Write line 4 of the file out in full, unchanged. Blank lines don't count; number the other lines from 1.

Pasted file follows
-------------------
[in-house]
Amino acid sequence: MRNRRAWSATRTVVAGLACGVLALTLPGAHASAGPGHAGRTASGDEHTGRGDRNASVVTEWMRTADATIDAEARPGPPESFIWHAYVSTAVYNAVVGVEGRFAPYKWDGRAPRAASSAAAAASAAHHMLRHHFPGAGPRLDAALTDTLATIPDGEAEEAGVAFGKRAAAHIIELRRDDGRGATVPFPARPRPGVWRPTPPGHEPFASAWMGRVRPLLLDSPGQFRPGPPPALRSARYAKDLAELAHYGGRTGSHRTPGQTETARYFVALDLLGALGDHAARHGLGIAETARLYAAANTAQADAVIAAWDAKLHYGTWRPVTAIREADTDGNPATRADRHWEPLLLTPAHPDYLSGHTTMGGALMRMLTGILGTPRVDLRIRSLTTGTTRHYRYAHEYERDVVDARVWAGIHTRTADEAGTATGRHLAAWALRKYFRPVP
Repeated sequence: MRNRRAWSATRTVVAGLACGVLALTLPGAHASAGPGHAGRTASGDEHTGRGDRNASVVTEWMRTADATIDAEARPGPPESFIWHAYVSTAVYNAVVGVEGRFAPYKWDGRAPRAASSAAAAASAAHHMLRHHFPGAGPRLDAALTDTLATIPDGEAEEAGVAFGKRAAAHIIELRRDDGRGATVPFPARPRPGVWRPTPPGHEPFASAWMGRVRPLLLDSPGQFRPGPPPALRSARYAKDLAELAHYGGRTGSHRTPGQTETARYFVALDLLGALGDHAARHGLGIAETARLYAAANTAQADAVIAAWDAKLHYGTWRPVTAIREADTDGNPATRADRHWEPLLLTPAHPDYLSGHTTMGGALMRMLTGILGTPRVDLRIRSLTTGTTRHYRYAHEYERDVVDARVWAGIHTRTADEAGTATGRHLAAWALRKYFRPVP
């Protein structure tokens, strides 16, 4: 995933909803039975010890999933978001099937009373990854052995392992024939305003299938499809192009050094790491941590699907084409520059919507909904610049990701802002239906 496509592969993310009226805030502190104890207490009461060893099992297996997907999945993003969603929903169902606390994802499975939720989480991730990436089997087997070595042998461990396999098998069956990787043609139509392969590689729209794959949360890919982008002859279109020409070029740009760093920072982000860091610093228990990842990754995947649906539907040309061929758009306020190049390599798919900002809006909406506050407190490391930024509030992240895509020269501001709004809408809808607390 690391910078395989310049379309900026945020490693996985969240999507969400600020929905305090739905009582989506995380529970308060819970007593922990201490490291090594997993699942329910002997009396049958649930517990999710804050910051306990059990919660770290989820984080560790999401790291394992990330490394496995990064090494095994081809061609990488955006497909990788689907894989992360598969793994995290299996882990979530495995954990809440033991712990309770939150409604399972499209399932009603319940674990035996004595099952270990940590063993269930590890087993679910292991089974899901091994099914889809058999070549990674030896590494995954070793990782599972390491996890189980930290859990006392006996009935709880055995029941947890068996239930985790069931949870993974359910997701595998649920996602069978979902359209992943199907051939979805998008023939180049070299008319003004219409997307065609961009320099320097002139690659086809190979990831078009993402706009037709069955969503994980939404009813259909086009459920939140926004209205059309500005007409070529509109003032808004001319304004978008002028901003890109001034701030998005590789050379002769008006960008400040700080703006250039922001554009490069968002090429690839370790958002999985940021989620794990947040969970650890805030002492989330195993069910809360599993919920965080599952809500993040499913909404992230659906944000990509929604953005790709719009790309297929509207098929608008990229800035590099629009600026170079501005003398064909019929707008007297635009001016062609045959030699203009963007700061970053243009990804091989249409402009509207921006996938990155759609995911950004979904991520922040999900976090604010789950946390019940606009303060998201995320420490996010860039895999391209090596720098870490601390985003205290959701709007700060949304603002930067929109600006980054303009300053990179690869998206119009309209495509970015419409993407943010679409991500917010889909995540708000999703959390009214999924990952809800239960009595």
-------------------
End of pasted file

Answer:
């Protein structure tokens, strides 16, 4: 995933909803039975010890999933978001099937009373990854052995392992024939305003299938499809192009050094790491941590699907084409520059919507909904610049990701802002239906 496509592969993310009226805030502190104890207490009461060893099992297996997907999945993003969603929903169902606390994802499975939720989480991730990436089997087997070595042998461990396999098998069956990787043609139509392969590689729209794959949360890919982008002859279109020409070029740009760093920072982000860091610093228990990842990754995947649906539907040309061929758009306020190049390599798919900002809006909406506050407190490391930024509030992240895509020269501001709004809408809808607390 690391910078395989310049379309900026945020490693996985969240999507969400600020929905305090739905009582989506995380529970308060819970007593922990201490490291090594997993699942329910002997009396049958649930517990999710804050910051306990059990919660770290989820984080560790999401790291394992990330490394496995990064090494095994081809061609990488955006497909990788689907894989992360598969793994995290299996882990979530495995954990809440033991712990309770939150409604399972499209399932009603319940674990035996004595099952270990940590063993269930590890087993679910292991089974899901091994099914889809058999070549990674030896590494995954070793990782599972390491996890189980930290859990006392006996009935709880055995029941947890068996239930985790069931949870993974359910997701595998649920996602069978979902359209992943199907051939979805998008023939180049070299008319003004219409997307065609961009320099320097002139690659086809190979990831078009993402706009037709069955969503994980939404009813259909086009459920939140926004209205059309500005007409070529509109003032808004001319304004978008002028901003890109001034701030998005590789050379002769008006960008400040700080703006250039922001554009490069968002090429690839370790958002999985940021989620794990947040969970650890805030002492989330195993069910809360599993919920965080599952809500993040499913909404992230659906944000990509929604953005790709719009790309297929509207098929608008990229800035590099629009600026170079501005003398064909019929707008007297635009001016062609045959030699203009963007700061970053243009990804091989249409402009509207921006996938990155759609995911950004979904991520922040999900976090604010789950946390019940606009303060998201995320420490996010860039895999391209090596720098870490601390985003205290959701709007700060949304603002930067929109600006980054303009300053990179690869998206119009309209495509970015419409993407943010679409991500917010889909995540708000999703959390009214999924990952809800239960009595």